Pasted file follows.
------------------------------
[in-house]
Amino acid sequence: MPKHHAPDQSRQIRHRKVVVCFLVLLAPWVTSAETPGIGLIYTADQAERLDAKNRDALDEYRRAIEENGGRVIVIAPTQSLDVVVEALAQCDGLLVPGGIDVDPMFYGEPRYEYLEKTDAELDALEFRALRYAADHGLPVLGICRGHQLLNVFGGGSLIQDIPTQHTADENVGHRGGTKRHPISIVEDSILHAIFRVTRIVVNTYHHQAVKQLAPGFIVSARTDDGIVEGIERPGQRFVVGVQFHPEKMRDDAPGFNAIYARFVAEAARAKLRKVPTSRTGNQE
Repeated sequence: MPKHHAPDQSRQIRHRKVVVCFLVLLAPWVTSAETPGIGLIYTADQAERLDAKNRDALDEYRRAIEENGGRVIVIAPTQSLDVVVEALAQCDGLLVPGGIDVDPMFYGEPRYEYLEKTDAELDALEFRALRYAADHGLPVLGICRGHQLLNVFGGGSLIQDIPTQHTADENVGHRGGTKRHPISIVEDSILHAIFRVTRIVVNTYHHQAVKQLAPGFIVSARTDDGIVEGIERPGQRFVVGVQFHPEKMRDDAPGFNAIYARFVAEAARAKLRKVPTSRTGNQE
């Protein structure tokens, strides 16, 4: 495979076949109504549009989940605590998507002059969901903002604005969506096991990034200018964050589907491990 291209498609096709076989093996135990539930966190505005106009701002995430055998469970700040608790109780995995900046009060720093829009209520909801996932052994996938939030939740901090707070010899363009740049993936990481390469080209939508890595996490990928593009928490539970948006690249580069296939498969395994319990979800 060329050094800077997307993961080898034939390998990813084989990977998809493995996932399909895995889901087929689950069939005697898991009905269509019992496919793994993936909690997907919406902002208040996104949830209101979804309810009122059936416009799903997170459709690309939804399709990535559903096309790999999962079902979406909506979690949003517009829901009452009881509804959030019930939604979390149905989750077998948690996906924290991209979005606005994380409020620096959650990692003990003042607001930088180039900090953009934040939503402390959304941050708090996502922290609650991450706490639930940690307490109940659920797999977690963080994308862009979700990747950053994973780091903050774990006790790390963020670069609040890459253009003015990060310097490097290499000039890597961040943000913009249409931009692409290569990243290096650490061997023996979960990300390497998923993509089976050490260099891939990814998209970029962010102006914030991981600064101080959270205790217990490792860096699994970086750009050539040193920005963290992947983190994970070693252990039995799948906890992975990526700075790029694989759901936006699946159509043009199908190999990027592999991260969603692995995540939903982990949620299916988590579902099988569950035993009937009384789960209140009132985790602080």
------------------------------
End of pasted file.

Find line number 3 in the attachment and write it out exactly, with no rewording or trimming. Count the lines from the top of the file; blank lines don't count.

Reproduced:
Repeated sequence: MPKHHAPDQSRQIRHRKVVVCFLVLLAPWVTSAETPGIGLIYTADQAERLDAKNRDALDEYRRAIEENGGRVIVIAPTQSLDVVVEALAQCDGLLVPGGIDVDPMFYGEPRYEYLEKTDAELDALEFRALRYAADHGLPVLGICRGHQLLNVFGGGSLIQDIPTQHTADENVGHRGGTKRHPISIVEDSILHAIFRVTRIVVNTYHHQAVKQLAPGFIVSARTDDGIVEGIERPGQRFVVGVQFHPEKMRDDAPGFNAIYARFVAEAARAKLRKVPTSRTGNQE